Secondly, and more importantly, are the consequences of defenestrating Mr Trump early. There could be very serious civil unrest. The "deplorables" would be pretty justified in concluding that the Washington establishment had conspired to remove the only man who, as they see it, was really standing up for them, and that the whole system is fixed. How would they react? I would predict riots and damage to property at the very least. There would probably be threats to the lives of various members of Congress, and possibly even a terrorist attack by an enraged and emboldened far right. Mr Trump would condemn any such action, of course. But his removal would make it more likely.
It would also mean the world the pleasure of getting to know President Mike Pence. He looks reassuring and normal, for sure. In the Oval Office he could in fact be the most right wing president since the Second World War. As the Huffington Post put it: "Donald Trump might blow up the world, but Mike Pence would set the clock back to 1954."
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His Christian piety may appear admirable to some, but it underlays a conservative vision that would severely restrict the rights of women and may well have already contributed to the US withholding potentially billions of dollars from health organisations around the world if they advise on abortion – regardless of whether the money is for completely different programmes, such as on malaria or the Zika virus.
So yes, Mr Trump's suggestion of equivalence this week was appalling; although I don’t think anyone really believes he is a neo-Nazi sympathiser. It is also clear that a constant stream of shocking comments is the new normal. Why be shocked by what can only be expected? What would be truly shocking was if the president were to spend the next six months deliberating calmly, diplomatically and non-controversially.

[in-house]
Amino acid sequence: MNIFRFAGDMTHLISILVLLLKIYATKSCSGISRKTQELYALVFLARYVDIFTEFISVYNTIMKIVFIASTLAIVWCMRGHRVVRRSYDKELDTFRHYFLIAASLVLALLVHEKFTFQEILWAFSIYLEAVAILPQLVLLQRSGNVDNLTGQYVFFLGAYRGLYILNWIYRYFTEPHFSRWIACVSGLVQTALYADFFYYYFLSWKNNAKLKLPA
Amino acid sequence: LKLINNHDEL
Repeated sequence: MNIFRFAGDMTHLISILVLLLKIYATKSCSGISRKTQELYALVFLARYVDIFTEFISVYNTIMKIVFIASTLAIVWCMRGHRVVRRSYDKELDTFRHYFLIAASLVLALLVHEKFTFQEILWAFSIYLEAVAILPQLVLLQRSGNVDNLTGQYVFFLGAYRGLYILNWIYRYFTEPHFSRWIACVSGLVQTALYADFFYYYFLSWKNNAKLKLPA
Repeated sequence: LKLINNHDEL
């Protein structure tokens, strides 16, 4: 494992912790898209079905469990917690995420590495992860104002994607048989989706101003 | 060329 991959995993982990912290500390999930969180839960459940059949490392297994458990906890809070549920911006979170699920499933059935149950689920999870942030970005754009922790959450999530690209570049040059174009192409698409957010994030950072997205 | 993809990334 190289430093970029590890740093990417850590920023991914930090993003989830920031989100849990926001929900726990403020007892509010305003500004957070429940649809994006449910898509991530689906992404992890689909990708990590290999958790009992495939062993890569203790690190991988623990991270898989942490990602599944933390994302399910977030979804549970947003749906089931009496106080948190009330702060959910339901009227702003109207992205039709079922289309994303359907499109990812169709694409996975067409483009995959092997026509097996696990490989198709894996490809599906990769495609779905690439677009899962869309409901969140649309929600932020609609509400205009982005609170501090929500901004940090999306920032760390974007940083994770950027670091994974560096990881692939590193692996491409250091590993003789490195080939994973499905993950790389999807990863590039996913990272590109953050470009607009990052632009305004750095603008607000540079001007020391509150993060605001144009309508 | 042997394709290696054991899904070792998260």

But I suspect the truth of the matter is that this furore is not really about Charlottesville. Much of it stems from the animus that those who never accepted him as a legitimate Republican nominee, let alone president, still bear against him. Just as with Brexit and leaders like Mr Putin and Turkey’s president Erdogan, there are critics who regard certain democratic elections as having produced the “wrong” result. But, so long as they are fair, that is impossible. The American people elected Donald Trump in the full knowledge of his multiple flaws. What will count in the end is what he does, not what he says; and a legitimately elected president deserves the full four years to be judged on his record – no matter how the Washington and coastal establishments shudder at the very thought of him.
Sholto Byrnes is a senior fellow at the Institute of Strategic and International Studies, Malaysia
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Updated: August 23, 2017 08:59 PM